Observations in Germany, France, and Great Britain during eruptions of the Eyjafjallajokull volcano in 2010

Abstract : In spring 2010 the Icelandic volcano Eyjafjallajokull erupted high loads of pyroclastic material into the atmosphere. The eruption cloud reached heights between 4 and 7 km. The volcanic ash advisory centre London, the responsible institution for making forecasts of ash coming to Europe, decided the complete shut down of the air traffic over wide parts of Europe for a sequence of days. From April 13th to 20th there was a stable high pressure system over the Atlantic Ocean. Thus, a rather constant air flow from north-west to south-east prevailed over Europe in the upper and middle troposphere. Due to that the volcanic ash was transported from Iceland over the UK to Central Europe. Furthermore, the weather conditions were sunny, dry, and stable, preventing the ash from being mixed throughout the atmosphere or from being washed out by precipitation. These weather conditions led not only to long range ash transport but also to high PM10 concentrations in the boundary layer from other sources. Thus the question arises whether the volcanic ash contributed to the high PM10 levels near ground or if the reason for the high PM10 concentrations measured by the ground based stations has to be found elsewhere. The aim of this paper is to give a review of some of the findings of the ground based measurements, model calculations, and remote sensing in Central Europe during the volcanic event two years ago, with focus on Germany, France, and Great Britain. A large variety of modelling results on the dispersion of the Eyjafjallajokull plume over Europe can be found in the recent literature. They all showed that the ash plume reached the air space over Central Europe and these findings compare rather nicely to satellite pictures, Lidar measurements, and measurements from aircrafts. In the present paper as an example EURAD and Chimere model simulations will be presented. With regard to lidar and satellite measurements, we will concentrate on the findings by the German Weather Service, the Met Office and of the volcanic ash advisory centre in Great Britain. As an example for the ground based measurements, we will show the findings of Germany and France. To figure out whether and to what extend the elevated PM10 concentrations are influenced by the transported volcanic ash the PM10 samples were analysed for heavy metals, chloride, nitrate, sulphate, and ammonium. The composition was compared with the one of the erupted material as measured by Óskarsson (2010). An additional indicator for volcanic material is the occurrence of elevated SO2 concentrations and of unusual particle shapes that can be detected by scanning electron microscope analyses. The results of the ground based observations in Germany and France are quite similar. There was volcanic ash that reached the surface, especially at the Black Forest as well as in the Alsace region (Colette et al., 2011, LUBW, 2010), where part of the sampled particles have the same chemical composition than the erupted material. Thus about 25 µg/m3 of the PM10 can be ascribed to volcanic ash there, in good agreement with long-range transport modelling studies. Nevertheless in other places, for example in North Rhine-Westphalia (LANUV), the volcanic ash fraction contributed merely about 5 µg/m3 to the PM10 burden in the latter regions. This shows that a combination of all existing methods and a close collaboration should be used to predict the impact of future events.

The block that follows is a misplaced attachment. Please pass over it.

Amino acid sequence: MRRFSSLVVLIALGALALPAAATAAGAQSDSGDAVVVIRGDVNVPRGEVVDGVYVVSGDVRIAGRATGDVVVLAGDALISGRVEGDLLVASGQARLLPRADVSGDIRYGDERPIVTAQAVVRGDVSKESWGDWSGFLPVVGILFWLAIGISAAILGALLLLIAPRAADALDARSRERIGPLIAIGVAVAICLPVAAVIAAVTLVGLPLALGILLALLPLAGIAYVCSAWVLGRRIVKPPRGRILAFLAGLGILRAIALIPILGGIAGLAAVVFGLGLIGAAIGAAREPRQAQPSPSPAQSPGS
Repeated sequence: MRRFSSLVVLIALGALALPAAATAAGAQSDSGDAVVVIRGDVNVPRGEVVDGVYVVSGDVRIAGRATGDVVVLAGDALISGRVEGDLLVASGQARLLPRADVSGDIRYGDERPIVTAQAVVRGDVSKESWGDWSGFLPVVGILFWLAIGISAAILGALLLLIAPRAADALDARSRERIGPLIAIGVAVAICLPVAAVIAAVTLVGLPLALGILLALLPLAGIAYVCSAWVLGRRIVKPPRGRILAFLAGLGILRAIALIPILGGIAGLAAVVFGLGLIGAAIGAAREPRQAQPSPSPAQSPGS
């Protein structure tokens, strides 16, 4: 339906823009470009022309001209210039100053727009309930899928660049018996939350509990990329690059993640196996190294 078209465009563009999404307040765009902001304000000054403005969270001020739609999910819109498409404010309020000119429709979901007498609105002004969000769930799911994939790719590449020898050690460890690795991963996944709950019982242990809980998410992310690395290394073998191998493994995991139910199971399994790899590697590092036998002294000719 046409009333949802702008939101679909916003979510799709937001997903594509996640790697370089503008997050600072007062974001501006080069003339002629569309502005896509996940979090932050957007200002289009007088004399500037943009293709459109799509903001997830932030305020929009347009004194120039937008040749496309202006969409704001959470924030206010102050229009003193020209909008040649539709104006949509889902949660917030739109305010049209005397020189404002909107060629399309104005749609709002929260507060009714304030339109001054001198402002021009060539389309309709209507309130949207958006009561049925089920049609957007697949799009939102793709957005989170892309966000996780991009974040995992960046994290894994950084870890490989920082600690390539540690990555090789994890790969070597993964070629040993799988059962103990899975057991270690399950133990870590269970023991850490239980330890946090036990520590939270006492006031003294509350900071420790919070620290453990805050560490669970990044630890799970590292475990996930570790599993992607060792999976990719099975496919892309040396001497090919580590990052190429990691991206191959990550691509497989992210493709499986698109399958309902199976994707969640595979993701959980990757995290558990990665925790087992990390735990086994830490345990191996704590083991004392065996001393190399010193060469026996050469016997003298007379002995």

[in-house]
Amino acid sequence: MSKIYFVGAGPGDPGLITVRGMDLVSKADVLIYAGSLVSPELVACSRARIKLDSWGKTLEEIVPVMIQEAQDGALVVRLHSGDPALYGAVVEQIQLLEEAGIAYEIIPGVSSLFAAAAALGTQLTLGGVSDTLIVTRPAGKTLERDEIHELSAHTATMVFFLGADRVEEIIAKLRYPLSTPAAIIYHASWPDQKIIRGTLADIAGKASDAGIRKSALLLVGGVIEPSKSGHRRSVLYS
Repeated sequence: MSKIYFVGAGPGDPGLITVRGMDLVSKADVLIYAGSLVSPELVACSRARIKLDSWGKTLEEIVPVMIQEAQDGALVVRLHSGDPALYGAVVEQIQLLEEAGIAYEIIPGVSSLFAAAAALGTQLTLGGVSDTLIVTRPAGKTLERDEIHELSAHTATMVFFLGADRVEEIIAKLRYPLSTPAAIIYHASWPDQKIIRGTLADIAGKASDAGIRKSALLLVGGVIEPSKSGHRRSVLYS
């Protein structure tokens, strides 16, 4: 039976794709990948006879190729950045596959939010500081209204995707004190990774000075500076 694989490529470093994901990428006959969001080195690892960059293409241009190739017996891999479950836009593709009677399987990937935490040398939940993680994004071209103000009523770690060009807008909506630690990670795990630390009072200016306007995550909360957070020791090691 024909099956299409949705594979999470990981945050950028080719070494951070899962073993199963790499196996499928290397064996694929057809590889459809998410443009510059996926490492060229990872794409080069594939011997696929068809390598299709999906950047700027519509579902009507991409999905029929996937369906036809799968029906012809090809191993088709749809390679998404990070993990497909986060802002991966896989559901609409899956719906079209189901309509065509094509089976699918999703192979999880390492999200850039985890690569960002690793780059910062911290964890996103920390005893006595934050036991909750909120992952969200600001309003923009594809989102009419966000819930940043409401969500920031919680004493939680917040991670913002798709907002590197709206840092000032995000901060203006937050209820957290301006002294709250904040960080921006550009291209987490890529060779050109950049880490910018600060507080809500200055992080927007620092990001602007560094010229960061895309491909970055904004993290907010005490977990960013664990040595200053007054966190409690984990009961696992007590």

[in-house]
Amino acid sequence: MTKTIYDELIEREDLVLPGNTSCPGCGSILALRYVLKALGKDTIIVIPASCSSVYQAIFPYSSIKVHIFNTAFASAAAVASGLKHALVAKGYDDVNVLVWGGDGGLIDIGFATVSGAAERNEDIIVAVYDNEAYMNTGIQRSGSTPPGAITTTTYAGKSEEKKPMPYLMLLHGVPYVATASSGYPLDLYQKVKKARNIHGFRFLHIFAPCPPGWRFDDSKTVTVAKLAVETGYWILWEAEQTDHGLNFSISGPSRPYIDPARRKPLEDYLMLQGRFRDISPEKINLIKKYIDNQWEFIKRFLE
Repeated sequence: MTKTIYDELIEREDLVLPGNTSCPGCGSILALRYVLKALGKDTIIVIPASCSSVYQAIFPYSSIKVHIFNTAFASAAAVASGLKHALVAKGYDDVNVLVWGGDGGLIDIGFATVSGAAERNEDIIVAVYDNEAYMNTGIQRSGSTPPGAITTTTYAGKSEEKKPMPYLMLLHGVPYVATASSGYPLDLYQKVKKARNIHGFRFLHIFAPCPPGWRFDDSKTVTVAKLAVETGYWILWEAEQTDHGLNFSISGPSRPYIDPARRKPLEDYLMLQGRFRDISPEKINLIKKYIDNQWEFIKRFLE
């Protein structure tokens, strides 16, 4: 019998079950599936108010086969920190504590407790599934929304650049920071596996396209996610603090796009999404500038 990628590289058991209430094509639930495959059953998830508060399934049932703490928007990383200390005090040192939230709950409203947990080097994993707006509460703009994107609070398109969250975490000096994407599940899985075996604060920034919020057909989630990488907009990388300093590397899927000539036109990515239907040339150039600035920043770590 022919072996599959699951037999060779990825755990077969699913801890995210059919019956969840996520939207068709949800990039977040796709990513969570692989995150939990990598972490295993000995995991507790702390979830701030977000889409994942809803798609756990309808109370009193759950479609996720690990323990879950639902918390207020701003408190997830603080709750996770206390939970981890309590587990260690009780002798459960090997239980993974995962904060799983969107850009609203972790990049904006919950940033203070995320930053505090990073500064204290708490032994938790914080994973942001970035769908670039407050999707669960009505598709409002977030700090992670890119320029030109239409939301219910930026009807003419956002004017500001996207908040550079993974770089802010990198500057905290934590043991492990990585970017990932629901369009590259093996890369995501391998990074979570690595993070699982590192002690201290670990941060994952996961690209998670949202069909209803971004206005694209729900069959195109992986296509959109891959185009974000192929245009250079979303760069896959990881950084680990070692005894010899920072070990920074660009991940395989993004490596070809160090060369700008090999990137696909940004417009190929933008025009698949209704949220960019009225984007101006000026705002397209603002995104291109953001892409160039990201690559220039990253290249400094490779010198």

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  • HAL Id : ineris-00971045, version 1
  • INERIS : EN-2012-303

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S. Wurzler, P. Bruckmann, J. Friesel, J. Geiger, H. Hebbinghaus, et al.. Observations in Germany, France, and Great Britain during eruptions of the Eyjafjallajokull volcano in 2010. European Aerosol Conference 2012 (EAC 2012), Sep 2012, Grenade, Spain. ⟨ineris-00971045⟩

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